In the news now: British Airways faces a £183 million fine by the ICO (Information Commissioners Office) following a breach of its security systems. As a result, hackers were able to access confidential information of 500,000 customers.

The fine comes in the wake of the stringent application of the General Data Protection Regulation (GDPR) in which data protection non-compliance can result in a fine of €20 million or 4% of annual turnover, whichever is greater. The BA penalty works out at 1.5% of its global turnover for 2017. This is the largest fine ever imposed for a data breach. In 2018, Facebook was fined £500,000 – the maximum the law would permit at that time – for the Cambridge Analytic data breach. The latter, which allowed third-party developers to access Facebook users’ data without sufficient consent, meant that the profiles of 87 million individuals were harvested without their knowledge. Had the fines been issued under the GDPR, Facebook would have had to foot a bill of £1.2 billion.

A BA spokesperson said that they were “surprised and disappointed” by the fine imposed by the ICO.

On the other hand, Elizabeth Denham from the ICO said:

“People’s personal data is just that – personal. When an organisation fails to protect it from loss, damage or theft, it is more than an inconvenience. That’s why the law is clear – when you are entrusted with personal data, you must look after it. Those that don’t will face scrutiny from my office to check they have taken appropriate steps to protect fundamental privacy rights.”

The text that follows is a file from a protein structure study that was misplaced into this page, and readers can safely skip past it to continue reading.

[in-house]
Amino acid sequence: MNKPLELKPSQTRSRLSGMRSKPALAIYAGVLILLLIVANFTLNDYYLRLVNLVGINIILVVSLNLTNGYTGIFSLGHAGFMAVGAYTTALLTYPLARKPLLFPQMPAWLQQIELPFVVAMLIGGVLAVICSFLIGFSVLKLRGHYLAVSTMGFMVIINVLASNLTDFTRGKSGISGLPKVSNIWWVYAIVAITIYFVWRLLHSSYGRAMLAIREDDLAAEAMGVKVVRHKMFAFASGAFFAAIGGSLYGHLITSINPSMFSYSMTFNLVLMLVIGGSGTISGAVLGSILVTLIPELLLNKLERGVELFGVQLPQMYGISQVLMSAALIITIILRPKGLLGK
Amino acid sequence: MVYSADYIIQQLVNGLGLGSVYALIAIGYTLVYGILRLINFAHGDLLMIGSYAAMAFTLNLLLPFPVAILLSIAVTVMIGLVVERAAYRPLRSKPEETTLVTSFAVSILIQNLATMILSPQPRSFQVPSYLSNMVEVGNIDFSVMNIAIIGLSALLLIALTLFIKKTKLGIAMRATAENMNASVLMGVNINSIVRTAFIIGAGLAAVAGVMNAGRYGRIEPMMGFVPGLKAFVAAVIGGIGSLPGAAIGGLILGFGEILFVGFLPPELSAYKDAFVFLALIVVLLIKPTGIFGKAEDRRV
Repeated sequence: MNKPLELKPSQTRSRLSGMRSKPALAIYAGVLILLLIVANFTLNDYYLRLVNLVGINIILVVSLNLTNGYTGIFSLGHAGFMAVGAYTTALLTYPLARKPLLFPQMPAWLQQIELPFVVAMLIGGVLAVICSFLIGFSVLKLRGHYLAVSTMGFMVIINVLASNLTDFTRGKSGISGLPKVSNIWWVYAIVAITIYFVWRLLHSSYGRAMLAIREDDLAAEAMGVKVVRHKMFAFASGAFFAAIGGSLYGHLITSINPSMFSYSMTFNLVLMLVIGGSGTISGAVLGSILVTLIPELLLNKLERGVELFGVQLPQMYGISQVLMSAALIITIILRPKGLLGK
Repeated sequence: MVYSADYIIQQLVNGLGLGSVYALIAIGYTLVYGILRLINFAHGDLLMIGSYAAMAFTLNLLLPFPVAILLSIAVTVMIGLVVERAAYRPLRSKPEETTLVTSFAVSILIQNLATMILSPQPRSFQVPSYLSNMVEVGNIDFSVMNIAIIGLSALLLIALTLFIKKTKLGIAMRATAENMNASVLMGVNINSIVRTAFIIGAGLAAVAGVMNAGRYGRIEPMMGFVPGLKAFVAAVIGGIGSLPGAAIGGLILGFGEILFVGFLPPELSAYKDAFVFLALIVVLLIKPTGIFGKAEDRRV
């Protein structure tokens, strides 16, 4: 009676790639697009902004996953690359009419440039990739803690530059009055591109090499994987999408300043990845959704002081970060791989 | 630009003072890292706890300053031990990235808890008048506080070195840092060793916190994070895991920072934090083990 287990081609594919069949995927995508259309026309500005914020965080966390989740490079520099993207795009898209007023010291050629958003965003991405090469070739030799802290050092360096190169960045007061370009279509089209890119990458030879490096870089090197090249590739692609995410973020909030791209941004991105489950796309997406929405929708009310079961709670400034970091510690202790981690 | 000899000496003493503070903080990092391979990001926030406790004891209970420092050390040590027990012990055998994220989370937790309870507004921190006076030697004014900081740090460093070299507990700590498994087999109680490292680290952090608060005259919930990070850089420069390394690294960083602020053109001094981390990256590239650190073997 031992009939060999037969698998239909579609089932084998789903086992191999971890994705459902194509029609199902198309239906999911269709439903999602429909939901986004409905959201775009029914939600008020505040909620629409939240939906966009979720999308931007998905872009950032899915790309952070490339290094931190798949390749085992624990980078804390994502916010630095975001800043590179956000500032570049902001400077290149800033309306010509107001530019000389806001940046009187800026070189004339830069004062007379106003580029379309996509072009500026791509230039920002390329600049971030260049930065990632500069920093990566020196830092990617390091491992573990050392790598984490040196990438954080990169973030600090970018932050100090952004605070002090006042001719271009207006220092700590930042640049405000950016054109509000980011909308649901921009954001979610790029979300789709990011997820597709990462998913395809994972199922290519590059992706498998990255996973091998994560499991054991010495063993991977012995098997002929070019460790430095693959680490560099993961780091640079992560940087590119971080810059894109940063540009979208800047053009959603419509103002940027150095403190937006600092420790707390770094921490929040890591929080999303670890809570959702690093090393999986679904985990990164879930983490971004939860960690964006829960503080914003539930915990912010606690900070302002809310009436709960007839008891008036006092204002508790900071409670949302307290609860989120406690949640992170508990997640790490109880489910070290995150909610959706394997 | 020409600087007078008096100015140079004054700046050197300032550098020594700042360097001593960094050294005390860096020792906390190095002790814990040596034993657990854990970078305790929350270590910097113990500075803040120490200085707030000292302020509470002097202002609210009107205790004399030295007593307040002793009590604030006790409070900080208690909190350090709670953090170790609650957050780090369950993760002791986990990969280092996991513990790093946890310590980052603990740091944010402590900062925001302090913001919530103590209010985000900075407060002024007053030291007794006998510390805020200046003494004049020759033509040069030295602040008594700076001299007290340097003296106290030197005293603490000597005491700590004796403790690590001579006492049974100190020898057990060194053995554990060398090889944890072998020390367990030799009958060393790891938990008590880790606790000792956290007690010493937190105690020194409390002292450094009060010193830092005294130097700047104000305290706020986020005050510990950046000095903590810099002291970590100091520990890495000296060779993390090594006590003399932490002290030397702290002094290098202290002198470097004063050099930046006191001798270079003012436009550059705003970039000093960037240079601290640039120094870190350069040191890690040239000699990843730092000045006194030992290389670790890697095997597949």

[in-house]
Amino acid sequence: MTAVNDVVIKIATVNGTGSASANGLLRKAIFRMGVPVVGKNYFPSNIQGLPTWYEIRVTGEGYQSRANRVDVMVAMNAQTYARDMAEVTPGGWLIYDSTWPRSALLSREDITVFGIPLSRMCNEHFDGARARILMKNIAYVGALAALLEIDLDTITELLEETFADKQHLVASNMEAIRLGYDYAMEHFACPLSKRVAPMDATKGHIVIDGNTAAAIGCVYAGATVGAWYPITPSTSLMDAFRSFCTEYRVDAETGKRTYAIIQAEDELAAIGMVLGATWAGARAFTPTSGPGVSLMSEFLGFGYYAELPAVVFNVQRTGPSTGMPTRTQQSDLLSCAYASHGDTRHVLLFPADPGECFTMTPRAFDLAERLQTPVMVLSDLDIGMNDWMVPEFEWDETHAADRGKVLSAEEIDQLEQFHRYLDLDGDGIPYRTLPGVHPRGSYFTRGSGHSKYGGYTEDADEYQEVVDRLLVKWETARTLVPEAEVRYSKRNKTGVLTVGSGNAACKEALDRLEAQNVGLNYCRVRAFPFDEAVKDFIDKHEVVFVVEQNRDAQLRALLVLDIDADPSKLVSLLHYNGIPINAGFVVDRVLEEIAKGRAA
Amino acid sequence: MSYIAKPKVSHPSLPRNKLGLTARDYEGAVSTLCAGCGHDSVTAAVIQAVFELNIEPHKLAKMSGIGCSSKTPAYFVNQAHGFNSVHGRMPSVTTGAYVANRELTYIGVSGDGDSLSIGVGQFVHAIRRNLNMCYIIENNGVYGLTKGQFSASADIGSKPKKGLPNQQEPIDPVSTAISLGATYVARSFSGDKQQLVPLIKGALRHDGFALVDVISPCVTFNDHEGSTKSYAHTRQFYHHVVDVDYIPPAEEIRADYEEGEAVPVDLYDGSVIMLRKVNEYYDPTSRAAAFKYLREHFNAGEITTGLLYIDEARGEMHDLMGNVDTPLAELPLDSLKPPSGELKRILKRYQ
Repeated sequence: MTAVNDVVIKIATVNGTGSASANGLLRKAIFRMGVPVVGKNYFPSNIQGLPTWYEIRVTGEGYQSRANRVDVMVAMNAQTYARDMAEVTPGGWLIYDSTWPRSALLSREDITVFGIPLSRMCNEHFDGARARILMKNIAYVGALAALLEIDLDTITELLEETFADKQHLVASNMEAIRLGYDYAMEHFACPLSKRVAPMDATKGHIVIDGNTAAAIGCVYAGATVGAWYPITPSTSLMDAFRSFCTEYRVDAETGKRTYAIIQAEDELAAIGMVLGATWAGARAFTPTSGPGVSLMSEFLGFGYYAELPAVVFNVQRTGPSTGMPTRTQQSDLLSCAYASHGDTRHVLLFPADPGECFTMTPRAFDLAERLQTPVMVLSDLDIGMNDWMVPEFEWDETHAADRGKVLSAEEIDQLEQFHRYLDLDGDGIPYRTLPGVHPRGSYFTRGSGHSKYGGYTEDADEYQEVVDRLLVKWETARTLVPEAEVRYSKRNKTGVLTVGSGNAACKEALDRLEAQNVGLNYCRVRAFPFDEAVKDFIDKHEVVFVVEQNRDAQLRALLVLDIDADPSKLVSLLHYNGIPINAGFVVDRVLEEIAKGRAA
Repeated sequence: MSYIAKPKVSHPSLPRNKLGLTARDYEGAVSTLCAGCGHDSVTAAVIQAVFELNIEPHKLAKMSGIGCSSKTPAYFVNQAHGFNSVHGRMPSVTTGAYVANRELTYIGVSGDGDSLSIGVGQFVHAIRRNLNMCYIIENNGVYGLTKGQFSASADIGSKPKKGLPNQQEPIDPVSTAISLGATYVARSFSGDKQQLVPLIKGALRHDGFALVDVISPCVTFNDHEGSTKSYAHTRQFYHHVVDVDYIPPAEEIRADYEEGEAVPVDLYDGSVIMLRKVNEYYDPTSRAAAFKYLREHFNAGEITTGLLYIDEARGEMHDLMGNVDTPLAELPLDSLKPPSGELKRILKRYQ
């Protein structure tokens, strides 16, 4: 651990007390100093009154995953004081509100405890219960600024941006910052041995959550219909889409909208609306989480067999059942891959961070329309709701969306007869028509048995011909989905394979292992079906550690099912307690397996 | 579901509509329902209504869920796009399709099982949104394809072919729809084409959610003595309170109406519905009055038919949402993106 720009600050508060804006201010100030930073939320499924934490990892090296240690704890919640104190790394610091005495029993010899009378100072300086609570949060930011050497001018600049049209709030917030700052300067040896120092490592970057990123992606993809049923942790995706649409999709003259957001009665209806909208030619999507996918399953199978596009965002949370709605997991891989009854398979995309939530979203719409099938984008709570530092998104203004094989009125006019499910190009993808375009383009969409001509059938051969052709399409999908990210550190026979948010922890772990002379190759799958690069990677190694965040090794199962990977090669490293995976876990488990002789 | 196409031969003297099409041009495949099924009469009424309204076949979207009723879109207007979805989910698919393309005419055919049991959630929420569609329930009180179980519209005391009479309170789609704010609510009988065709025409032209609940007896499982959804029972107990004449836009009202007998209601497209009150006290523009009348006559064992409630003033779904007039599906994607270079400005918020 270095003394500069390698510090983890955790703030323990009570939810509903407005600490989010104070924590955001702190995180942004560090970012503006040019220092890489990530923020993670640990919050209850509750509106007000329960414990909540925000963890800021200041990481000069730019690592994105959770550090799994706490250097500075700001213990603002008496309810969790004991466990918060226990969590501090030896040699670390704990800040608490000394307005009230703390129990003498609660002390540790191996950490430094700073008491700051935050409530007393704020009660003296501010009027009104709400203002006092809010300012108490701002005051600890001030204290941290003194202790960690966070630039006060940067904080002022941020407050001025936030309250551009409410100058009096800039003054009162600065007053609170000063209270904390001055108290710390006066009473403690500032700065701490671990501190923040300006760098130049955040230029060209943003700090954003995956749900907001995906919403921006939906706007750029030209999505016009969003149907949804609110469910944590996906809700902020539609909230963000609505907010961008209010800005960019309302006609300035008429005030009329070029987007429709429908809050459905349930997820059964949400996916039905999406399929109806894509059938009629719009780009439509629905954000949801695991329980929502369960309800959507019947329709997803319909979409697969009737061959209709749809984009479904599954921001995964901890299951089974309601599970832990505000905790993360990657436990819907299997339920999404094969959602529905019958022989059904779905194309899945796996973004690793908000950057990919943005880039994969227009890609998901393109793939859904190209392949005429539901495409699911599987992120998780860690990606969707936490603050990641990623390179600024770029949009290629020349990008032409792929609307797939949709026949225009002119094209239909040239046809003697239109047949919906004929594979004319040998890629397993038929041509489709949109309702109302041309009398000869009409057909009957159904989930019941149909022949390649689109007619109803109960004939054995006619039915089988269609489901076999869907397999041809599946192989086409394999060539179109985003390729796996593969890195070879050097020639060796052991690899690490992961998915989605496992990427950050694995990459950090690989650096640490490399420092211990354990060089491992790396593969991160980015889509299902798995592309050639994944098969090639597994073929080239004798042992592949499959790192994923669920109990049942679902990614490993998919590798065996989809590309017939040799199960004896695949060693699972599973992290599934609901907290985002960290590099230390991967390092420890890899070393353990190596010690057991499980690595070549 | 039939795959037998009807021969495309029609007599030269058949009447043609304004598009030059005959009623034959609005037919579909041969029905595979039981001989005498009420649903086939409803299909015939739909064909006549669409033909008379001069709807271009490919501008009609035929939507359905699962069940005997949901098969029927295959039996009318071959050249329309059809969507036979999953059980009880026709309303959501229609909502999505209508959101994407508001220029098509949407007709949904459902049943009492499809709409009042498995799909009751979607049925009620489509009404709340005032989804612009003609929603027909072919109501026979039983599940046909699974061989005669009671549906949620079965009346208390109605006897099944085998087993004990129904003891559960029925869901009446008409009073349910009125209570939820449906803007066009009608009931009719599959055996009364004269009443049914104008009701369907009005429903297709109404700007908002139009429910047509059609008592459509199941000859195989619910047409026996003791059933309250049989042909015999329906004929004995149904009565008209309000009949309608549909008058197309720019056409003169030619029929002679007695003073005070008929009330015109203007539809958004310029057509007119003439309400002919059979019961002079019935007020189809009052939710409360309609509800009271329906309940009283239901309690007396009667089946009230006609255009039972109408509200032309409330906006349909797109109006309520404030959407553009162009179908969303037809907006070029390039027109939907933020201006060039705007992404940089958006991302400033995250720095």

So, what does this mean to you, the CEO, CFO or Executive of a small to medium size business? Probably not much, right? Wrong. If you access, process and store any personal data, your business and IT systems must be GDPR compliant. If not, you will face a €20 million fine in the event of a data breach.

If you conduct financial transactions and store client bank details or credit card information, you’re an easy target for cybercriminals. Remember, they like the look and smell of money, that’s the primary reason behind hacking. So, if that data is stolen, not only will you have an enormous GDPR fine to pay, but you’ll have to compensate customers for any financial loss.

Your computer hardware – laptop, tablet or any other device must also be protected. Malware in the form of trojans, spyware, viruses and more, can easily infect computers, gathering data and passwords. So, having robust IT security to monitor your machines is a must.

You need to be better than BA. Or, putting this another way, can you afford to make the same mistake as the airline? If you have any doubts, contact your local IT Managed Service Provider (MSP) today. Your MSP will manage and monitor your systems, using the latest IT security. This means that your data is safe and free from the claws of hackers and the jaws of the GDPR. Knowing this, you and your team will have peace of mind and free to focus on doing business for your business.